Each processing enclosure 302 also includes an environmental control assembly 615 (shown in FIG. 6 removed from contact with the processing enclosure 302 for clarity) positioned on an upper portion of the processing volumes 612 and 613. The environmental control assembly 615 includes a processing gas source configured to provide a processing gas to the processing volumes 612 and 613. The processing gas source is generally configured to provide a controlled volume of an inert gas, such as nitrogen, helium, hydrogen, argon, and/or mixtures of these or other gases commonly used in semiconductor processing, to the processing volumes 612 and 613. Thus, environmental control assembly 615 purges the interior of processing volumes 612 and 613 of gases that may degrade the electroless plating process, such as oxygen. The environmental control assembly 615 further includes a particle filtration system, such as a HEPA-type filtration system. The particle filtration system is used to remove particulate contaminants from the process gas entering the processing volumes 612 and 613. The particle filtration system is also used to generate a generally linear and equal flow of the processing gas toward processing stations below. The environmental control assembly 615 may further include devices configured to control humidity, temperature, pressure, etc. in the respective processing volumes 612 and 613. The system controller 211 may be used to regulate the operation of the environmental control assembly and exhaust port 614, along with other components of the cluster tool 200 (shown in FIG. 2), to control the oxygen content within the processing volumes 612 and 613 in accordance with either a processing recipe or inputs received from sensors or detectors (not shown) positioned in the processing volumes 612 and 613. Each processing station (processing stations 210 and 212 in FIG. 2) inside a processing enclosure 302 also includes at least one exhaust port 614, which is positioned to facilitate uniform flow of the processing gas from the gas supply in environmental control assembly 615 toward the processing stations 210 and 212 respectively. Optionally, multiple radially positioned ports (not shown) may be instead be positioned around the processing stations 210 and 212.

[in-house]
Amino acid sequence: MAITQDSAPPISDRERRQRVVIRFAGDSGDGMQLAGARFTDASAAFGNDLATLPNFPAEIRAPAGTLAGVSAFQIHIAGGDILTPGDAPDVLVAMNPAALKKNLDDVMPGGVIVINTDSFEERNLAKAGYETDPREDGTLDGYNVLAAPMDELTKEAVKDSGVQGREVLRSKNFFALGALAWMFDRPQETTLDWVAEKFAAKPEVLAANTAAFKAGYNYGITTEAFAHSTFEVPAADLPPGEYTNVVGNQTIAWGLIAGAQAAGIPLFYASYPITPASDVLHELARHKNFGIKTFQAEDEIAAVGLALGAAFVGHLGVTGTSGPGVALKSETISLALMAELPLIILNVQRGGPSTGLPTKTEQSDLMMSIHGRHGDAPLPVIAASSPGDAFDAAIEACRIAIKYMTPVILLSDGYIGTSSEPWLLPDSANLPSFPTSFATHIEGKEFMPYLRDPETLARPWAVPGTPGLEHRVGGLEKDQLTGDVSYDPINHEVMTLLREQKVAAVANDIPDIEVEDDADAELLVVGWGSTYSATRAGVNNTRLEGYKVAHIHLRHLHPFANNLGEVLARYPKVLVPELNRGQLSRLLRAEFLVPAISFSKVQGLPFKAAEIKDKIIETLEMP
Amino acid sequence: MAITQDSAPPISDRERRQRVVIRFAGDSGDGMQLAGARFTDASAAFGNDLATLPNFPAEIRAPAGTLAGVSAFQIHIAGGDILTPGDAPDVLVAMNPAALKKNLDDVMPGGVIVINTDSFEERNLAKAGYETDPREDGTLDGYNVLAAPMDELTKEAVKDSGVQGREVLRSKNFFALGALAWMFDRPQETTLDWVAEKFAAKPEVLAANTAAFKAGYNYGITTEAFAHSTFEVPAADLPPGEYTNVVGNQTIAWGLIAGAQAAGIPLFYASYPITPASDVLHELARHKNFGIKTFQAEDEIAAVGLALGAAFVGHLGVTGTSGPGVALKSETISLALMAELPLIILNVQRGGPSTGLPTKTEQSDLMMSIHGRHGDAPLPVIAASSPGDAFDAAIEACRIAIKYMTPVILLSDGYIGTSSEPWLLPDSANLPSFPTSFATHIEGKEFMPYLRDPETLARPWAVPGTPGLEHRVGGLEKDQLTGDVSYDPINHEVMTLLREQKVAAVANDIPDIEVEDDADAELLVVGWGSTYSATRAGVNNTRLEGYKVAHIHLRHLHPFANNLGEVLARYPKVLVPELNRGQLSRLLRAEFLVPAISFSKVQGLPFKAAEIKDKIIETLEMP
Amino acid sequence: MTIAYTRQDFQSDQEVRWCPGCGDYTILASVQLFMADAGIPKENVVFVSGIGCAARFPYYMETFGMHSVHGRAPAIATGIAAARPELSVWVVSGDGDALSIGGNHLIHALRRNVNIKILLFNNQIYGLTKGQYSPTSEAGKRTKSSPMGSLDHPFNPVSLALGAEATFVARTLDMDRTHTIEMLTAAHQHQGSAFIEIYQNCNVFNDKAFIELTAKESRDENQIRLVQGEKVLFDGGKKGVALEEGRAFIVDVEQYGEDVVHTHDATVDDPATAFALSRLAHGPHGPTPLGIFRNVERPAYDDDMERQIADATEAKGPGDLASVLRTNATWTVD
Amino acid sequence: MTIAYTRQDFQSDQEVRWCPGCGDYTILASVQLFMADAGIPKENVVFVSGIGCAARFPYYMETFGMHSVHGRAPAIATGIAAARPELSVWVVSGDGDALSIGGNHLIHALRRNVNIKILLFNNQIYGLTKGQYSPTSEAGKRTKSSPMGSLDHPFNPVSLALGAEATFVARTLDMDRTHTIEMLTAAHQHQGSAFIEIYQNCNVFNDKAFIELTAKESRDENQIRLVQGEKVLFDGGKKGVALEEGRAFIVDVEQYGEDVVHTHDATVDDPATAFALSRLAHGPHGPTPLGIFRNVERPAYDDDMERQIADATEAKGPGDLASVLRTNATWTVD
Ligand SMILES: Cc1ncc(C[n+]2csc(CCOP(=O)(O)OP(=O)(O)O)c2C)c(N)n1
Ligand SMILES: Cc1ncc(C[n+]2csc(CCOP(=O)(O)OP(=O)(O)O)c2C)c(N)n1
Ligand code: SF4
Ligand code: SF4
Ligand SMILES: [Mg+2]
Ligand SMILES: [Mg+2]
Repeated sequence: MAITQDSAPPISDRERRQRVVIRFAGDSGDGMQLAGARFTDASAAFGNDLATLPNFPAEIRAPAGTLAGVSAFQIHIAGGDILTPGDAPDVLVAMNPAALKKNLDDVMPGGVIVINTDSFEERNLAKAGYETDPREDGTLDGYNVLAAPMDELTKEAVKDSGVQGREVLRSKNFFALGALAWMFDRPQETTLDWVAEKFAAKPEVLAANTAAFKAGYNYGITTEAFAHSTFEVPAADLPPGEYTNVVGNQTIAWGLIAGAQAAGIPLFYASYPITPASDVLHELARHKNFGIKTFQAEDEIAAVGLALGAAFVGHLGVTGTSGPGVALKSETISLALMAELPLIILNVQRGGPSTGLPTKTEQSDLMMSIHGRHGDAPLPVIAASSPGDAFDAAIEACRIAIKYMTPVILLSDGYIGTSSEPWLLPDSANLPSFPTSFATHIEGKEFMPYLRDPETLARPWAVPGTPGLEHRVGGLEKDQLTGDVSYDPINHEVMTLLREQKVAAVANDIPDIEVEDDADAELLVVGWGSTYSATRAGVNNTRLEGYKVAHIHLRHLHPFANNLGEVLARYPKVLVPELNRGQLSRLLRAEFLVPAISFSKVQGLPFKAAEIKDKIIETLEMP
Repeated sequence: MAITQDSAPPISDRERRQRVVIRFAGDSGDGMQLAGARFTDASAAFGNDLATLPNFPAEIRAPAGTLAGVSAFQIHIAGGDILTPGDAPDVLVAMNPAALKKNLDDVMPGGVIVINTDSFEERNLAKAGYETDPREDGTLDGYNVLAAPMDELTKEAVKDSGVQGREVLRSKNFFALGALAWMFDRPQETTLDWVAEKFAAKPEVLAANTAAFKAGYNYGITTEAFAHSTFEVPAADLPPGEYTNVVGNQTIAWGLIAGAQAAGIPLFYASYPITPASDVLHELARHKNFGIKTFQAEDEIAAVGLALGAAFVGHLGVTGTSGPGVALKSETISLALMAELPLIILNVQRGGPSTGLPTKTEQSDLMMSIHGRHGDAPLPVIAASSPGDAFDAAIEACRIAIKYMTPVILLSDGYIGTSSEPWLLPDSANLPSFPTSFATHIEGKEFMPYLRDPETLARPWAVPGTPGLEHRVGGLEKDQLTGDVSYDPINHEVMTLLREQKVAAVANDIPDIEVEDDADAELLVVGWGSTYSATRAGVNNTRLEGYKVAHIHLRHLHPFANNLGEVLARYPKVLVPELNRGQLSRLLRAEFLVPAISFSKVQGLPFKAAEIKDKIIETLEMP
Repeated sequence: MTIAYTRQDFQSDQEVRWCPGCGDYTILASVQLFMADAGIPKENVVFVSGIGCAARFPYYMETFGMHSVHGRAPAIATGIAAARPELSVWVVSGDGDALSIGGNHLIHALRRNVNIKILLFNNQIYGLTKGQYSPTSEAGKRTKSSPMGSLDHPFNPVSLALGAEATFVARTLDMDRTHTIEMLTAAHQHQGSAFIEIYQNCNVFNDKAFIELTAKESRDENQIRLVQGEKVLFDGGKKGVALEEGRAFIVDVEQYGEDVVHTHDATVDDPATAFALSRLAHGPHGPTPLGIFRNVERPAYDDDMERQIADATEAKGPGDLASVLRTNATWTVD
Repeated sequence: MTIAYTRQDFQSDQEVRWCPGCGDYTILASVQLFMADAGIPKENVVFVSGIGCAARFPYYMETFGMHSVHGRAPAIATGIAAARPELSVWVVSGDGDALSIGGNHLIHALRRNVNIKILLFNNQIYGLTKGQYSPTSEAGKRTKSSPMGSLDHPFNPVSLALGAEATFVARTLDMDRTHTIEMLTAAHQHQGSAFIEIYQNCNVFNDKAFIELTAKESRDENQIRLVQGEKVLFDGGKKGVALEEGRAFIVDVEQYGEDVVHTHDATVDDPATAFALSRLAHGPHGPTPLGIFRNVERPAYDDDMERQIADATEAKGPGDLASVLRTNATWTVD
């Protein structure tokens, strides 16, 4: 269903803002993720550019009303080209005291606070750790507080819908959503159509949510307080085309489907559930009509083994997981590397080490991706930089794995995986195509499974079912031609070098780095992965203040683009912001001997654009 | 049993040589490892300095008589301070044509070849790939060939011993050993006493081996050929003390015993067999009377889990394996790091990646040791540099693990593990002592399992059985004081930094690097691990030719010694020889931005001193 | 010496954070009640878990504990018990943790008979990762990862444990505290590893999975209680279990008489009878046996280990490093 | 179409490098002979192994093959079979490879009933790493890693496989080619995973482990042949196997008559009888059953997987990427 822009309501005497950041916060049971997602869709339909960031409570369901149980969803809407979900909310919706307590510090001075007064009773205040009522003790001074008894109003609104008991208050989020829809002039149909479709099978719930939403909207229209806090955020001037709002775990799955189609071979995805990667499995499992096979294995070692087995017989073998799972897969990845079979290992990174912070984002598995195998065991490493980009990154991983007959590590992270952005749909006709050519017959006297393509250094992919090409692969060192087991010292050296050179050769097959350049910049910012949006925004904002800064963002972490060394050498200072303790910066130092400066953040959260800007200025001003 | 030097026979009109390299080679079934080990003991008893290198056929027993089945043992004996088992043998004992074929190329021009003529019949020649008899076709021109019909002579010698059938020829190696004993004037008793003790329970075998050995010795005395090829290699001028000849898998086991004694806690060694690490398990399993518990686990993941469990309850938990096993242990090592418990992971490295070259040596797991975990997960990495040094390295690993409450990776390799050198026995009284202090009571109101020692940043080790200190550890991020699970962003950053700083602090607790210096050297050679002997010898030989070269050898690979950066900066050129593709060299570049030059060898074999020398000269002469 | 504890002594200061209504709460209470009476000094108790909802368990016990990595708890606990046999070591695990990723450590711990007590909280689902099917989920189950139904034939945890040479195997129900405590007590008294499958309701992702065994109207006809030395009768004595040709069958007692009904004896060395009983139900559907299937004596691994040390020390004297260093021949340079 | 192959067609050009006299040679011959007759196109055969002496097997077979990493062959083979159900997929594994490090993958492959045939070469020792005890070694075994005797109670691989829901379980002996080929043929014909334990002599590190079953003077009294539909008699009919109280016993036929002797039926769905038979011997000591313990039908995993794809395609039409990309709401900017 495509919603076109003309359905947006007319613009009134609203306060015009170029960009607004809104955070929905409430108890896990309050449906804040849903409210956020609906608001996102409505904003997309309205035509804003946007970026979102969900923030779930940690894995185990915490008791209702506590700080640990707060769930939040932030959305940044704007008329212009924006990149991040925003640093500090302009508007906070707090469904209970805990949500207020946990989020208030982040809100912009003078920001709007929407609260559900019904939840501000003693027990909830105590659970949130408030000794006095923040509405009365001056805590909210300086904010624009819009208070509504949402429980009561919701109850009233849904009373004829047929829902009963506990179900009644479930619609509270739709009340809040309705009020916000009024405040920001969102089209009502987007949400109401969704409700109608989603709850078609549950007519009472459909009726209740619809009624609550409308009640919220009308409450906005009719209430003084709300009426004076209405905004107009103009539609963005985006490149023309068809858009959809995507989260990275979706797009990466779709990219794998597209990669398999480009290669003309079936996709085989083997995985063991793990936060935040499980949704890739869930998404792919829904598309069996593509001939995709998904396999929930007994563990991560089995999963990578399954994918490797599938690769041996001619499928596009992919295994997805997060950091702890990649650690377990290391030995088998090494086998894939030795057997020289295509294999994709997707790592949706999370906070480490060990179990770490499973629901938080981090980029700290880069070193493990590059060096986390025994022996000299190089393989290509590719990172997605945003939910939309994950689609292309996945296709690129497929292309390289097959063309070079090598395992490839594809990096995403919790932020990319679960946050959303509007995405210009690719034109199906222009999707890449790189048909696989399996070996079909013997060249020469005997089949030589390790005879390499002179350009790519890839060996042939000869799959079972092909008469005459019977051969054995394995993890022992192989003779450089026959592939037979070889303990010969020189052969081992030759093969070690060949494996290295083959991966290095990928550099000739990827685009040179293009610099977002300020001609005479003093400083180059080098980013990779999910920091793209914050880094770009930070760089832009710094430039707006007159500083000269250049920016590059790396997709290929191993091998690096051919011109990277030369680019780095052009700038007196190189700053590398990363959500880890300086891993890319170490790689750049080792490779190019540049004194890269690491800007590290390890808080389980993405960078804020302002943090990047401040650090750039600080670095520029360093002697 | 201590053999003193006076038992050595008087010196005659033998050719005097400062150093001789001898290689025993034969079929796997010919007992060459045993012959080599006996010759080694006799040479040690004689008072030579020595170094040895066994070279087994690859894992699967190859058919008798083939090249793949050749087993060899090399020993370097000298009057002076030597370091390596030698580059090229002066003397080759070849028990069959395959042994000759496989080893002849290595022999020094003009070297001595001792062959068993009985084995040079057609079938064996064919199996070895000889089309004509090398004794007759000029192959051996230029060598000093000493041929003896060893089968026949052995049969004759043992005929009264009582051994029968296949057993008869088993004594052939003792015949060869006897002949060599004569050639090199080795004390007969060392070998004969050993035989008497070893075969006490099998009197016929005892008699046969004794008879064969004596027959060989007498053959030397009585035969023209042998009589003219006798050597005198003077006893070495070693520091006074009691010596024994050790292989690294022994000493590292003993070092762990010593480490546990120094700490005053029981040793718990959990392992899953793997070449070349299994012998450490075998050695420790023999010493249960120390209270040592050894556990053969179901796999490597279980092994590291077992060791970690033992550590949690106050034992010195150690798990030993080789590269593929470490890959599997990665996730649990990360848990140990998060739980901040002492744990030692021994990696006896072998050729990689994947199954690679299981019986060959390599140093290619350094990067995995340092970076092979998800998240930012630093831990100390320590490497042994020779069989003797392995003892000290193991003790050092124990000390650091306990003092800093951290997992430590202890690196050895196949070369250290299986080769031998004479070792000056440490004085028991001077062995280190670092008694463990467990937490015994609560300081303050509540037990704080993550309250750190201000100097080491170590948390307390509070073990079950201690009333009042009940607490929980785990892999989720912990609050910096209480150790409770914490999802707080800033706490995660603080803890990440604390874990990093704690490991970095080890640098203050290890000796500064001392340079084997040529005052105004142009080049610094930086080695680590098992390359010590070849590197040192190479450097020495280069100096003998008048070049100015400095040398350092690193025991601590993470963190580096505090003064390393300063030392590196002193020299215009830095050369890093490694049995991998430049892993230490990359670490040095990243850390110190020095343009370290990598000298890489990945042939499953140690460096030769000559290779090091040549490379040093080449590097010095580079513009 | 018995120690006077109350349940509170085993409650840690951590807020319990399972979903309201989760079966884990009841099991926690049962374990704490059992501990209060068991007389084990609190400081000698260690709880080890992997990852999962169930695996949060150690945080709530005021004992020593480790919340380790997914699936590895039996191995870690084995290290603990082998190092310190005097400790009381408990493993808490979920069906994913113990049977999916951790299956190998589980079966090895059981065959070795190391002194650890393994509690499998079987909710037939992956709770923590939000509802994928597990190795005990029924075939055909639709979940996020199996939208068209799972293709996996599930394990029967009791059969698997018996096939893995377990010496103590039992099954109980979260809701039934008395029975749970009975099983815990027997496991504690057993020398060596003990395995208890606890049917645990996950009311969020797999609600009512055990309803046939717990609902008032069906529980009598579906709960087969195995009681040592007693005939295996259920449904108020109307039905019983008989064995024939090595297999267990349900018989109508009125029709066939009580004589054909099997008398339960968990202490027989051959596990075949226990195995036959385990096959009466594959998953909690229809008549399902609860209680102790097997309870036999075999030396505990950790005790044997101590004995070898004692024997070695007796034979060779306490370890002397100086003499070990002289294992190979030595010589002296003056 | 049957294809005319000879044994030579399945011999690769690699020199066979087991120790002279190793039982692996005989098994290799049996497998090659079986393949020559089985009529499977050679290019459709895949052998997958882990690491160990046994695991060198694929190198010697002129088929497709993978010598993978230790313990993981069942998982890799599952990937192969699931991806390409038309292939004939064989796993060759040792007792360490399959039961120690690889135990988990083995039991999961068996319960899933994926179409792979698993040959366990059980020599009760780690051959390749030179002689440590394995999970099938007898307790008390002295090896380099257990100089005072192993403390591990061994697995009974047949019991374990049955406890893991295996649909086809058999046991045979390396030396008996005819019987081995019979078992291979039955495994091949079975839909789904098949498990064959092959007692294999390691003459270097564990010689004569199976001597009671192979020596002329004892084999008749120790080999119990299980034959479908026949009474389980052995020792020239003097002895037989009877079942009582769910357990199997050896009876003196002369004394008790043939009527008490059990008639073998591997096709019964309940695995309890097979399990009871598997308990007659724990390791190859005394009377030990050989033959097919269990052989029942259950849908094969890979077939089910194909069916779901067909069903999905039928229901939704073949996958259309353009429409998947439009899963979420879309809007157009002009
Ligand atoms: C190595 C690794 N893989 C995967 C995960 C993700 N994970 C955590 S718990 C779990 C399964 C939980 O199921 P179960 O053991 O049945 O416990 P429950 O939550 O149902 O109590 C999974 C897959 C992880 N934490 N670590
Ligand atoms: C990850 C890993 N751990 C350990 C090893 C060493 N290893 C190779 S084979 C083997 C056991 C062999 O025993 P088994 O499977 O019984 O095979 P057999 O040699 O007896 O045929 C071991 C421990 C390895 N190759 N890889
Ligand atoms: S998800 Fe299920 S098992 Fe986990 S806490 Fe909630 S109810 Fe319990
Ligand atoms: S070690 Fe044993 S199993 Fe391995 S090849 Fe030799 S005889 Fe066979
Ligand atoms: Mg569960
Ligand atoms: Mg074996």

The combination of the environmental control assembly 615, the exhaust port 614, and the system controller 211 also allows cluster tool 200 to control the oxygen content of the processing volumes 612 and 613 during specific processing steps, wherein one processing step may require a first oxygen content for optimal results and a second processing step may require a second oxygen content for optimal results, where the first and second oxygen contents are different from each other. In addition to the oxygen content, system controller 211 may be configured to control other environmental parameters of the processing enclosure, such as temperature, humidity, pressure, etc. as desired for a particular processing sequence. These specific parameters may be modified by heaters, chillers, humidifiers, dehumidifiers, vacuum pumps, gas sources, air filters, fans, etc., all of which may be included in the environmental control assembly 615 and positioned in fluid communication with the processing volumes 612 and 613 and controlled by the system controller 211. Hence, processing enclosure 302 provides an environmentally controlled enclosure for each electroless deposition cell therein.

i) Selective Electroless Plating Process